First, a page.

Predictably, calls for more gun control

See:  MSNBC's Richard Lui: 'Is It Time to Rethink the 2nd Amendment?' | It's predictable as rain and barometers. After every high-profile shooting the call goes up for more anti-gun laws. The words echo with the pious zeal of social reform, but what we are presented with is merely the next item on the laundry list of restrictions the left has promoted for years. In this case it is the return of a measure that was tried before, did nothing useful, and was rolled back with the end of the Assaulty-Looking Weapons Ban. I would think there is a good deal of cynicism involved when the left sounds like true believers in a noble cause, though the measures promoted are not known to have any impact on misuse of guns by criminals or the deranged, but do hamper the rights of the law abiding. That, I think, is the point--to harass and denigrate 'the gun culture.' The aim is to take and exercise power over people who are doing something the left doesn't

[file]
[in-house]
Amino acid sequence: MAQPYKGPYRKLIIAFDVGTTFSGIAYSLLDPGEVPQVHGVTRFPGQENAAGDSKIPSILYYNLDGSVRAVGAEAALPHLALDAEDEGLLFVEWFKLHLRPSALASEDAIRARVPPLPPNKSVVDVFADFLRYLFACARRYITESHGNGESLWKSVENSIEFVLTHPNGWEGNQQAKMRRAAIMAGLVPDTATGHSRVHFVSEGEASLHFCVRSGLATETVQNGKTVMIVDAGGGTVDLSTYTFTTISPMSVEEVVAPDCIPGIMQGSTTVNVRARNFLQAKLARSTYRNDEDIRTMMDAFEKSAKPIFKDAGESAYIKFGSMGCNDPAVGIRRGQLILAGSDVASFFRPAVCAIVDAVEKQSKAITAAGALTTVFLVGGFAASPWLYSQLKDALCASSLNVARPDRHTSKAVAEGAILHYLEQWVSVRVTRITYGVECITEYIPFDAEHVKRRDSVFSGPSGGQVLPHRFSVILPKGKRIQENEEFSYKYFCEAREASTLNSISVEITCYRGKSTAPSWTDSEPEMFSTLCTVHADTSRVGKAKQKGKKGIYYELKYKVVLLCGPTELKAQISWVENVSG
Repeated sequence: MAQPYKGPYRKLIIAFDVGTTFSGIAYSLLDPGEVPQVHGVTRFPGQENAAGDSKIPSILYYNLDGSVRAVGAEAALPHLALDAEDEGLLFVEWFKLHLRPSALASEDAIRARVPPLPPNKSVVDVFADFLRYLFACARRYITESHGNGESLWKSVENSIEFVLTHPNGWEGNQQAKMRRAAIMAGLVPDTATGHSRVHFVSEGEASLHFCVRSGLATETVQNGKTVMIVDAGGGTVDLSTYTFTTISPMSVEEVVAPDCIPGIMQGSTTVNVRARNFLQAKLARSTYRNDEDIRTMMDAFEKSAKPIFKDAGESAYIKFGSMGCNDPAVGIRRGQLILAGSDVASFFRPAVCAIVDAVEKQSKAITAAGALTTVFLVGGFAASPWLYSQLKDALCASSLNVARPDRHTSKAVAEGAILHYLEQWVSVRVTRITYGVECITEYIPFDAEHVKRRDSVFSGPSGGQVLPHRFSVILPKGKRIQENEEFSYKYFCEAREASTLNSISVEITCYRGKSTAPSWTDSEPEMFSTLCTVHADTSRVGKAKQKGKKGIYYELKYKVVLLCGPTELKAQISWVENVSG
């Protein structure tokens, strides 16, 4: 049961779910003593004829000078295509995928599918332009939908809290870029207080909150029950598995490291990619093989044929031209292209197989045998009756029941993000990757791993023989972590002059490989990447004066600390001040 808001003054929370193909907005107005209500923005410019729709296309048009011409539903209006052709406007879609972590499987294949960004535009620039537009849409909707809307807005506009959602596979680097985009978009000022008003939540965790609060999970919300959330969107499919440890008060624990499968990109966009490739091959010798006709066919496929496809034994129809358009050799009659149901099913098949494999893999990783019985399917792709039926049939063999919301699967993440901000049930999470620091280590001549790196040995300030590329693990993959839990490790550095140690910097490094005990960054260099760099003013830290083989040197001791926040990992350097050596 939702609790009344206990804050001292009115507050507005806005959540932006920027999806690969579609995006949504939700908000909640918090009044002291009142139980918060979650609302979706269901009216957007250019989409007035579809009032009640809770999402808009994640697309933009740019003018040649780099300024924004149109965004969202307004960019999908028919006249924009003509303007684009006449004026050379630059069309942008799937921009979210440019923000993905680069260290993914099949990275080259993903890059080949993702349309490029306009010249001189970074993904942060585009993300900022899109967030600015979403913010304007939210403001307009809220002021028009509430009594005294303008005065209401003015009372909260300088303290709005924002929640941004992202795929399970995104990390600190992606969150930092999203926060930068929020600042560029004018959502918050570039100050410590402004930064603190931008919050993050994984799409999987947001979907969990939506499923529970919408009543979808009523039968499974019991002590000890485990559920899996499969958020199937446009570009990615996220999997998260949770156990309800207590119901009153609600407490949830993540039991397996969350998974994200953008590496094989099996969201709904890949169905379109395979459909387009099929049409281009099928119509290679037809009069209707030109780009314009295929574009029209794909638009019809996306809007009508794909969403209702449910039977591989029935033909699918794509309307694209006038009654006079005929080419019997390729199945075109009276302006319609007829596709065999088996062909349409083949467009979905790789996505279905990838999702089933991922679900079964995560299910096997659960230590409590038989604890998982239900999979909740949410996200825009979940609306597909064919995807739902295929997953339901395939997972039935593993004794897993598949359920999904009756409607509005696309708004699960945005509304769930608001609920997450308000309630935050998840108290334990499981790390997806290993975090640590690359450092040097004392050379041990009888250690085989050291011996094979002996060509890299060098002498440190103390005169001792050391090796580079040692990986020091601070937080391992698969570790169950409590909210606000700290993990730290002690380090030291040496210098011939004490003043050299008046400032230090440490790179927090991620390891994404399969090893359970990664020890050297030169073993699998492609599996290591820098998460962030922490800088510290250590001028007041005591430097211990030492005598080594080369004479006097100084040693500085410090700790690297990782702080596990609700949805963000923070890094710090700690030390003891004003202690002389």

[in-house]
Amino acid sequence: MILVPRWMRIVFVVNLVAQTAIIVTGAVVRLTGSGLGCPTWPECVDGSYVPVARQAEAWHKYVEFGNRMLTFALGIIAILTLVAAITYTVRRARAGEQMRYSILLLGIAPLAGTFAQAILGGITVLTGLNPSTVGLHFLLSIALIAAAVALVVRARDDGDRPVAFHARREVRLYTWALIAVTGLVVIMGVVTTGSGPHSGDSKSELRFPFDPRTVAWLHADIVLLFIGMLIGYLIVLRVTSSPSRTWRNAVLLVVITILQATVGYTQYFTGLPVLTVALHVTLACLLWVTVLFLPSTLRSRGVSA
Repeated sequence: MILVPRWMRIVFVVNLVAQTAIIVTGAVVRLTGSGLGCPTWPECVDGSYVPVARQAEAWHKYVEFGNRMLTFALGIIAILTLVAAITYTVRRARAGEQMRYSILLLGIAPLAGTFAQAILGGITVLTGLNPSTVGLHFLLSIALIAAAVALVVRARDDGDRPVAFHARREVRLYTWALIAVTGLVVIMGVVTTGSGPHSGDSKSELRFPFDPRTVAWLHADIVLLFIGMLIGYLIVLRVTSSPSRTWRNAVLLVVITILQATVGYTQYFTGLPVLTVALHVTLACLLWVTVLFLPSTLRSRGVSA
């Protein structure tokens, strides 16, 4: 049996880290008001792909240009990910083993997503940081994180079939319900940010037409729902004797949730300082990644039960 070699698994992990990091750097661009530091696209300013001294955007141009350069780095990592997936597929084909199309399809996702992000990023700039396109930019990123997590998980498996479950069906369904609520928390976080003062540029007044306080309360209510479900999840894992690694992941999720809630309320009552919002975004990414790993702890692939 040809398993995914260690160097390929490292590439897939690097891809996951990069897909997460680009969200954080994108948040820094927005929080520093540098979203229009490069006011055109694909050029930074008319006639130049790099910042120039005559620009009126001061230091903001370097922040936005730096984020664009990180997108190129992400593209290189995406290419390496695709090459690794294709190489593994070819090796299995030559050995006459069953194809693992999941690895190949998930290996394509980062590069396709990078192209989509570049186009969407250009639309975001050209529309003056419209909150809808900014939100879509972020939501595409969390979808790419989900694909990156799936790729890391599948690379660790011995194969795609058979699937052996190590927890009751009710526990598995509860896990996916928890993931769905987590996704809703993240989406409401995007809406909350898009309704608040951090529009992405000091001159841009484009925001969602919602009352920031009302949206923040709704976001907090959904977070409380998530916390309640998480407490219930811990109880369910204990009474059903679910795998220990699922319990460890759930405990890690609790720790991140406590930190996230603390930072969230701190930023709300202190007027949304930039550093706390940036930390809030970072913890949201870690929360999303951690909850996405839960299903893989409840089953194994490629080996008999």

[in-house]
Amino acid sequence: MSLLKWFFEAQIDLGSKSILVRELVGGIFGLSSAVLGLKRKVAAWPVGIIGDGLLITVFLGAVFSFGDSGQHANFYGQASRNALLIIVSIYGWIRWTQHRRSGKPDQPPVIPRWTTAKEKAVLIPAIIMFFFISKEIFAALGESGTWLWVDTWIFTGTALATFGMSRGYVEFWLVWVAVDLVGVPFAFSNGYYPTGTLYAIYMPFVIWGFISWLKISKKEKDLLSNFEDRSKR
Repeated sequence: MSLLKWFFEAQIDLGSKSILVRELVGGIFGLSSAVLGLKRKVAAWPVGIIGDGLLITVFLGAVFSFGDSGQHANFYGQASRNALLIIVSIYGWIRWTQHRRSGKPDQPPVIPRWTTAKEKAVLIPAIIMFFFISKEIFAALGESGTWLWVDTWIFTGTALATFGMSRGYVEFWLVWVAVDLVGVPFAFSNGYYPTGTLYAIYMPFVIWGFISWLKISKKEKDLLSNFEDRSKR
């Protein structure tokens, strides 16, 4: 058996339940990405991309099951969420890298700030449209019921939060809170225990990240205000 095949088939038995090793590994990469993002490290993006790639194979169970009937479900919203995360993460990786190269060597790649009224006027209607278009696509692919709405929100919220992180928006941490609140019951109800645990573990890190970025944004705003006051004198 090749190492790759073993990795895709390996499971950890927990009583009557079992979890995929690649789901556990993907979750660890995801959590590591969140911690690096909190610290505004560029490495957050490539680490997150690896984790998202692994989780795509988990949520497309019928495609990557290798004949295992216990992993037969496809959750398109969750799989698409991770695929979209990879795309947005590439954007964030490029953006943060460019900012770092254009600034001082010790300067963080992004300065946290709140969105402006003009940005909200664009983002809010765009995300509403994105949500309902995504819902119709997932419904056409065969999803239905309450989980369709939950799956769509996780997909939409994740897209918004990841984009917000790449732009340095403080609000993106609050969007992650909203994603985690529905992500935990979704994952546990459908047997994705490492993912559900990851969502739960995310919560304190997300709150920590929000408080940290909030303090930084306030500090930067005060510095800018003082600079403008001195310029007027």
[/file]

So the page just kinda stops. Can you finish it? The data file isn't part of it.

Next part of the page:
Crazy man with a gun

Our national laws prohibit gun ownership by the insane. That is, the laws prohibit adjudicated mental defectives and those committed involuntarily to mental institutions from possessing or receiving firearms. This was good enough in 1968, when that provision took its present form. Something has since changed in the way society deals with the hopelessly out of touch. Institutionalizing the insane is now often seen as inhumane and it is seldom done. The lesser measure of having them declared mentally defective in a hearing, which would also deny them the right to have guns, is seen as an intrusion on the patient's privacy. It is now rare for health professionals to suggest commitment proceedings or court hearings to establish mental state. What changed, exactly? In a fit of social zeal, crusaders for the good cause du jour labeled mental institutions as "snake pits" and decried conditions there. Mental hospitals were portrayed as hell on earth. The do-gooder campaign ag

Barry Noreen: Concealed carry permits haven't caused problems in Colorado Springs (Co. Springs Gazette)

Since 2007, the number of concealed-carry permits in El Paso County has more than doubled, but there has not been a corresponding jump in gun violence by the permit holders. You can believe whatever you want, but at some point it comes down to results, and nothing suggests that life here has become more dangerous because of concealed-carry permits... READ MORE... Yup.

The why of the scout rifle